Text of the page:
As I carried on with my duties at work yesterday, I notice a man dressed in graduation attire, in his gown with honor cords and stole, accompanied by a woman properly dressed for the occasion. My initial point of notice of the two as they walked around feeling and looking through the clothes of my store, was his graduation garb. It was clear he had graduated earlier that morning, and if he were to come to the area of the store at which I was located I was going to congradulate him. But after looking at the couple as they passed me by I noticed the woman was carrying a “Blind Cane”, and as I paid closer attention, I saw that it was “He who was looking”, and “She was feeling” the clothes and shoes he would point out to her. He would pull something out of the rack or off of the shelf, and she would touch and feel it to see if it met her approval. It was beautiful.

I had never seen something so humbling, sweet, and kind hearted. To me that represented Love, and for the moment I just wanted to bask in it. A moment so simple turned to be so beautiful.

Jumping & Leaping

Jumping, and leaping.

How can I risk my fate, into arms that are sleeping.

Air carrying the echo of hollowness.

And my dried eyes still stinging.

Looking for the whetting of my appetite that I am seeking.

Eyes that could be deceiving.

With the meer hope of all of the things that I am dreaming.

Jumping & Leaping

Jumping, and leaping.

Dancing in the eye of what the Dreamer is seeing.

Clouded skies, where the sunset hides, behind the clouds it is peeking.

Hope dwindles as the fall of light, during the peek of the evening.

Winded “..(sighs)”, attempt to push the dark clouds away.

Living with a smile while the clouds are gray.

Jumping & Leaping

Jumping, and leaping.

How can I risk my fate, into arms that are sleeping.

You start to notice things after a while
As the unraveled clues begin to whisper
The loudness of honest truths heard once before, start to speak to you again

Testimony to what seems like your fate, of never finding genuineness in huMANity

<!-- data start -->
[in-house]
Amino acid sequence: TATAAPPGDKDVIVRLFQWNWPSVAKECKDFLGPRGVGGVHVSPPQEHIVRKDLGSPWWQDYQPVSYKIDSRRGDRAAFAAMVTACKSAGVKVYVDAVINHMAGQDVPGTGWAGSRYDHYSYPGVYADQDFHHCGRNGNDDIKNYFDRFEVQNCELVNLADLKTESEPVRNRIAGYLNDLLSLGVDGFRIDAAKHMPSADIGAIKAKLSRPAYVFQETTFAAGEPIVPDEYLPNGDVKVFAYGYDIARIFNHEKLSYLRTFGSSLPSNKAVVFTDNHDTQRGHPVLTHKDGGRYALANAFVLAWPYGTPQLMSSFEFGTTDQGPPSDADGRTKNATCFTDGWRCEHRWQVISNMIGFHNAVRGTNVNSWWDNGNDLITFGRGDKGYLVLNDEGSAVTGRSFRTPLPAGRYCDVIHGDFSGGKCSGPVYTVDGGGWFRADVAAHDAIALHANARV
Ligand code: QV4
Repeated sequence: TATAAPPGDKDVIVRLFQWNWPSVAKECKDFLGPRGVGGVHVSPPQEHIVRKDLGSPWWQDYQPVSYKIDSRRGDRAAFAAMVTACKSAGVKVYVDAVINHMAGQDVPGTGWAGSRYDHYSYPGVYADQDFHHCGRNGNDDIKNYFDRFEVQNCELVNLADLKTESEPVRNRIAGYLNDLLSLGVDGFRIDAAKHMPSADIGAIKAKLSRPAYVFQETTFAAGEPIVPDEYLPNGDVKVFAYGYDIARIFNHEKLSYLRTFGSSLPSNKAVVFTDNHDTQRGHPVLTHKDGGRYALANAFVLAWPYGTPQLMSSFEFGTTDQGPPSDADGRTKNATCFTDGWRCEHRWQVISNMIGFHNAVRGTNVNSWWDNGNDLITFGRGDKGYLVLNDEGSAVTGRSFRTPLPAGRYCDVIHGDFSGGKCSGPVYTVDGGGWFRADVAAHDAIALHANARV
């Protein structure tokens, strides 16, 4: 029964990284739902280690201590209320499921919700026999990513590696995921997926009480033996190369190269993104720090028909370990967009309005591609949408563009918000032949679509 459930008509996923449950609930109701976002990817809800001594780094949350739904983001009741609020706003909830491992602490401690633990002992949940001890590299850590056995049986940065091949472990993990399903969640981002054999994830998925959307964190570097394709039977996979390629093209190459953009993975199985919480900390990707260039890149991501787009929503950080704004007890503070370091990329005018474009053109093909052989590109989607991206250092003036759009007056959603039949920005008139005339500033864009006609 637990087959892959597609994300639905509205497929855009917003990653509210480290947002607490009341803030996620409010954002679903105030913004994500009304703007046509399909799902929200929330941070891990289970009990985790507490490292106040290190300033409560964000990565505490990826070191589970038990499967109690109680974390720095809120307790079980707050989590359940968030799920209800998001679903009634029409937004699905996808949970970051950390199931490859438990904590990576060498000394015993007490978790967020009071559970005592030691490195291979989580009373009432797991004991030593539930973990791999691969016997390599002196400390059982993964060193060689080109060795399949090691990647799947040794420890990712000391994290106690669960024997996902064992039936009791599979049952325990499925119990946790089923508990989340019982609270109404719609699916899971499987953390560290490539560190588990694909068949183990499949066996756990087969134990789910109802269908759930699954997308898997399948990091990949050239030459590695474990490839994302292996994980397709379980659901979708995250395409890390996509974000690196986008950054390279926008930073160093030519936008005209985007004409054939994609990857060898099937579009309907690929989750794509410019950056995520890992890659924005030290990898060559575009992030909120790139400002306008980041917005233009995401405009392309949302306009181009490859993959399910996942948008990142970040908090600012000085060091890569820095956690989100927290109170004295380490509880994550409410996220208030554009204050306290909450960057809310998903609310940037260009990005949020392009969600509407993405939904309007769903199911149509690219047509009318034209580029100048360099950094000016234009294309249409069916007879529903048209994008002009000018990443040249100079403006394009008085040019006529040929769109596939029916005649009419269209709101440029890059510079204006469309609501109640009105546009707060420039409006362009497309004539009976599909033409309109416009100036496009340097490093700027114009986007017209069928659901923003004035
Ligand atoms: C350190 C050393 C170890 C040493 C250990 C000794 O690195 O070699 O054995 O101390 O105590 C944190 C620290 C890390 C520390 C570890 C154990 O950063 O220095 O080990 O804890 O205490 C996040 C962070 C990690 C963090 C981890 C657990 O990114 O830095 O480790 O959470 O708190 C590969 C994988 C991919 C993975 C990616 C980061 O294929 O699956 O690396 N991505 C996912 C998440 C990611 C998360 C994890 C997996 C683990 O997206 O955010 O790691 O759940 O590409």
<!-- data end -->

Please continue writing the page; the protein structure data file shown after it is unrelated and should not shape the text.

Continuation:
The tell tales signs of which you have concocted in your mind seals the fate before the stories end

Maybe the clues you hear are really your fear
Pulling you away from your goal

With all of your pride you make a hollow for all your truths to hide
That will potentially wither the flower that may grow
Nipping the bud before seed can be sowed

As I looked onto the scene, I saw a woman and a child sitting on the steps of the porch.

“Woman and child, it is always woman and child. A woman protecting her child.”

My mind started to recollect on a time when I was about 5-6 yrs old. It had been a quiet evening in my home. My mom, dad, and I were chilling, nothing to major as far as I can remember. But suddenly there was a bang at the door, which caused an immediate nervousness in the room. The banging grew louder, harder with more persistence, and frantic impatience. “What’s happening?” I asked but my question was answered by a woman’s cry.

“Help me! Help me please! I need to use your phone!” Bang. Bang.“Help me pleeeaaassse!”

Before my father had a chance to fully open the door, the pleading woman burst through. Yelling and shaking, trying to quickly explain her purpose for the commotion she had caused. But her reasoning was quite simple as she explained herself with short breaths.

“My sister’s boyfriend is beating her, he’s threatening to kill her! My niece.. she’s still in the house! I need your phone! Please let me use your phone!”